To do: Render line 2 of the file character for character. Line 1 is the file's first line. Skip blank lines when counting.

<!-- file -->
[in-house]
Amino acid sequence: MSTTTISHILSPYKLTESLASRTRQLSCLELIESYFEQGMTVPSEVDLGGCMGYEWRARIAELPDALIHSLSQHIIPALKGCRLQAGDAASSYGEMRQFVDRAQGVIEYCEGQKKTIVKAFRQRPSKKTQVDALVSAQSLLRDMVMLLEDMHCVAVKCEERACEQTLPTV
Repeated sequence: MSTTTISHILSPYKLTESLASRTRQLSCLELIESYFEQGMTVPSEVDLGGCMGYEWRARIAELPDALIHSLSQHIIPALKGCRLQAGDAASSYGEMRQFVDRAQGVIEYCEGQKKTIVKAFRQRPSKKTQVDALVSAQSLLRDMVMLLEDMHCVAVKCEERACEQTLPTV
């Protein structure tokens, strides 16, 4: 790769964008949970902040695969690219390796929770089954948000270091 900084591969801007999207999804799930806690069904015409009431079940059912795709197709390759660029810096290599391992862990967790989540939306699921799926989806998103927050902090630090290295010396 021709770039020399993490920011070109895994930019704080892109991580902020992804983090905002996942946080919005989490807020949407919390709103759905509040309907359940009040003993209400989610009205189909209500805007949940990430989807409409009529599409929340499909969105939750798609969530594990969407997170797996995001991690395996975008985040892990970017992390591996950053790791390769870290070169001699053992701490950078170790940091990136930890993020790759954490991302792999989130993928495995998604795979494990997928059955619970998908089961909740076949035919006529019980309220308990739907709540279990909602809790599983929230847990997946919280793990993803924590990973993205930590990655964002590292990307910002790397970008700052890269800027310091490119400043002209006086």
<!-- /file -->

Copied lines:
Amino acid sequence: MSTTTISHILSPYKLTESLASRTRQLSCLELIESYFEQGMTVPSEVDLGGCMGYEWRARIAELPDALIHSLSQHIIPALKGCRLQAGDAASSYGEMRQFVDRAQGVIEYCEGQKKTIVKAFRQRPSKKTQVDALVSAQSLLRDMVMLLEDMHCVAVKCEERACEQTLPTV